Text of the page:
New ATCO Training System and Tower Simulator Presented

Toranjski simulator
March 15, 2021
Toranjski simulator

Croatia Control’s (CCL) Management presented a new Air Traffic Control Officer (ATCO) Training System and a Tower (TWR) simulator today in Split. The TWR simulator will be used for ATCO training purposes, and its software was developed by the Split-based controllers, and enriched with 80 training exercises developed by air traffic controllers-instructors from all over the country.

“Until June 2020, ATCO training had been conducted all over Europe, and now we do the job entirely by ourselves, thus saving approximately 15 million kunas per year,” said CCL’s Director General Vlado Bagarić, pointing out that CCL would now offer the service on the European market and to the countries of the region.

“The COVID pandemic crisis was an opportunity for us to redirect the controllers’ effort from their usual operational tasks to the training system development,” said CCL’s DG. “Air traffic in 2020 decreased by almost 60%, leaving us at traffic levels recorded 16 years ago,” added Dubravko Meco, Executive Director of CCL’s Air Traffic Management Sector, saying that we could expect the recovery i.e. return to the successful 2019 traffic levels only in 2024 and 2025.

In September last year, said Filip Jurčić, Head of Training Organization, CCL had gotten the certificate for the provision of ACS Rating Training Course, followed by the Aerodrome Control Instrument Rating for Tower having been obtained on February 15 this year, and for which nine candidates had started their training in Split today. He also said that CCL’s aim was to raise the pass rate of 50% recorded so far to 70%, which would be above the European ATCO training organizations’ average.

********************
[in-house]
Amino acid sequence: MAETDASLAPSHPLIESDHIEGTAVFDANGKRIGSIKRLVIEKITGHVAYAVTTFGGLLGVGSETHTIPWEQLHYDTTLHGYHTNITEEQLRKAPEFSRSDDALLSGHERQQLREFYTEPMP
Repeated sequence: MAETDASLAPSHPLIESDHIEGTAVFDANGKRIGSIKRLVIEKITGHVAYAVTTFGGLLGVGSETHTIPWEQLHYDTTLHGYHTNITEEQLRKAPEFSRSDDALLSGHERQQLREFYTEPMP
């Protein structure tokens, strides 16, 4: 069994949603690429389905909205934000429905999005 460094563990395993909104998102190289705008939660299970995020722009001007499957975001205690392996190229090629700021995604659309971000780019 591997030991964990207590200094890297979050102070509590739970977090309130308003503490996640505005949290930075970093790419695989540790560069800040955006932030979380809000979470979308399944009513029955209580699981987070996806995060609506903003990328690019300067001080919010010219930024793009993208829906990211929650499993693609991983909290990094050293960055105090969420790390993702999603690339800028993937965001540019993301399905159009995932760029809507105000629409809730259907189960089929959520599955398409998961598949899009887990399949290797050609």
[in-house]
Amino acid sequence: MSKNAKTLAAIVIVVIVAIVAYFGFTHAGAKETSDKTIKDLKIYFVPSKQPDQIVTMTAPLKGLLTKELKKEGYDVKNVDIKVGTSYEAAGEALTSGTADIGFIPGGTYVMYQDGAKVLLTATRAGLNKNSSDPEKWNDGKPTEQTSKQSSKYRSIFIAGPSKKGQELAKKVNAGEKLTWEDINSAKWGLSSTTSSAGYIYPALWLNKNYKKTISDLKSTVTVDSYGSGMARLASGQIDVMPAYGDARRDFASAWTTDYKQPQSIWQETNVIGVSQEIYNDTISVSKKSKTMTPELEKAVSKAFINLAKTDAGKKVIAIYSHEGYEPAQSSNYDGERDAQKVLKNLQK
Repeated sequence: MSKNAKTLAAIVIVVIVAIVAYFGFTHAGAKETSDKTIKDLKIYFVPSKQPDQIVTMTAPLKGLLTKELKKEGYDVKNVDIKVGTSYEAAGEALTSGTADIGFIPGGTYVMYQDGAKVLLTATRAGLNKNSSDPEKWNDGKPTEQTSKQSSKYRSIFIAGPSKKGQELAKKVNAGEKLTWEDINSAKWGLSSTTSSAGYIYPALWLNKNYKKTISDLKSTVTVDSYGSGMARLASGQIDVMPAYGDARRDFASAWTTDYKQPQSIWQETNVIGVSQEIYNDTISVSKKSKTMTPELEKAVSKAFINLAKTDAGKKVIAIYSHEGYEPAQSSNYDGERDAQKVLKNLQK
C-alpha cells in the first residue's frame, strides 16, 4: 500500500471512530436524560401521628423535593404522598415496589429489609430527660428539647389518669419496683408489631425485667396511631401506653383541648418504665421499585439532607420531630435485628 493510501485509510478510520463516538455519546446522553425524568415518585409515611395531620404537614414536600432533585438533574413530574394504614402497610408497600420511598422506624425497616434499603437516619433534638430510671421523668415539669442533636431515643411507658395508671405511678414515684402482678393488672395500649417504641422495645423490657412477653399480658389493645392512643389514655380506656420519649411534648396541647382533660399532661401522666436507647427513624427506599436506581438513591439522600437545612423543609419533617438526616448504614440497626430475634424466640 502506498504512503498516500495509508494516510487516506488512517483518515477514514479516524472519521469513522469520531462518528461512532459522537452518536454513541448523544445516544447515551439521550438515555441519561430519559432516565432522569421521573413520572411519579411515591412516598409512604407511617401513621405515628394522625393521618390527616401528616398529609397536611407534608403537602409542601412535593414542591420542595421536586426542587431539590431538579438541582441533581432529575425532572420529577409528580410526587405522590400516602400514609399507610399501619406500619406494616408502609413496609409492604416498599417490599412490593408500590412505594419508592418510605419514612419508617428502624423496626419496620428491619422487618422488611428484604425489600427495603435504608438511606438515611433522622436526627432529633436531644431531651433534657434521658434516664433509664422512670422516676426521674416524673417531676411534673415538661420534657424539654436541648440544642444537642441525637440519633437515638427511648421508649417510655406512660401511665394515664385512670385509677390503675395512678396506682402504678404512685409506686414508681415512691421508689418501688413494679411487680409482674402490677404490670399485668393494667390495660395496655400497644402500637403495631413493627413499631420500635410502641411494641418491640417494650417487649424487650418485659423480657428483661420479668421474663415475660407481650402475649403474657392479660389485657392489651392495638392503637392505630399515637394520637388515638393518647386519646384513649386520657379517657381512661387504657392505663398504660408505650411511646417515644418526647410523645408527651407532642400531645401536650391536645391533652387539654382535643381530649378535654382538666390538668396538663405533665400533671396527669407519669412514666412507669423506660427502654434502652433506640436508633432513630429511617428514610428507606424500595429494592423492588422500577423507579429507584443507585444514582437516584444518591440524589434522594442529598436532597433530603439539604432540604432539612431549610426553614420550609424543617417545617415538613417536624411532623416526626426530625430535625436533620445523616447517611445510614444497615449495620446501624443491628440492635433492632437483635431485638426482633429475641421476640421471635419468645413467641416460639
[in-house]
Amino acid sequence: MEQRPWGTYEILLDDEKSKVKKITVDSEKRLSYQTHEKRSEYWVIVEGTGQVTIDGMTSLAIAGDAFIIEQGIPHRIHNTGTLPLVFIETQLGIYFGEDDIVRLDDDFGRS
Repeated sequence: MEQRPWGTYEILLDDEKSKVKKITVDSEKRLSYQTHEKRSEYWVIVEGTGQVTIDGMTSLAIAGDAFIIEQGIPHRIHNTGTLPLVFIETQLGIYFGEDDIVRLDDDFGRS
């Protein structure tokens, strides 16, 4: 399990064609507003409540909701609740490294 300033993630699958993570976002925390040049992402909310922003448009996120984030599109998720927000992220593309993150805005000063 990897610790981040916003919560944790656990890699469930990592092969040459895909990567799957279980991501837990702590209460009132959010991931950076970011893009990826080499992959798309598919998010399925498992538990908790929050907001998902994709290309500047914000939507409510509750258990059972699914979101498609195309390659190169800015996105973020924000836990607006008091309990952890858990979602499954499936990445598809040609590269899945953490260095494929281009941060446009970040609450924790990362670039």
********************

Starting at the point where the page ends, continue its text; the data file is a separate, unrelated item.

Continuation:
TWR and Approach Air Traffic Controller and one of the authors of the simulator Željko Lipanović said that he had gotten the idea for the simulator in 2011 with his colleague programmer Filip Barbarić, and since he had been interested in 3D design and developing applications at the time, they had combined their ideas and created a simulator. “That simulator should best be viewed as some sort of a game, because gaming computers are identical to those used by us,” said Lipanović.

One of the consoles reminds of the TWR controller’s working position: the monitor shows the TWR environment, and there are simulated devices, a radar, meteorological data, etc. The training of ATCO candidates lasts for almost two years in total, and simulator training for two months, he said.

Jure Kapetanović, retired ATCO, praised this historical moment for Croatian aviation and said that independent ATCO training in Croatia and creating a TWR simulator indicated of what Croatian know-how was capable.

Pero Bilas, Split Airport Assistant Director, attended the presentation as well and repeated that Split Airport had concluded the previous year with a 70% loss, which he perceived as a dramatic decline, but he also said that the current year was expected to bring the recovery, so they estimated around 1 million passengers for the year. “We expect that uniform and fixed conditions for crossing state borders will be agreed at the EU level, which would be a prerequisite for us to get something out of this tourist season,” said Bilas.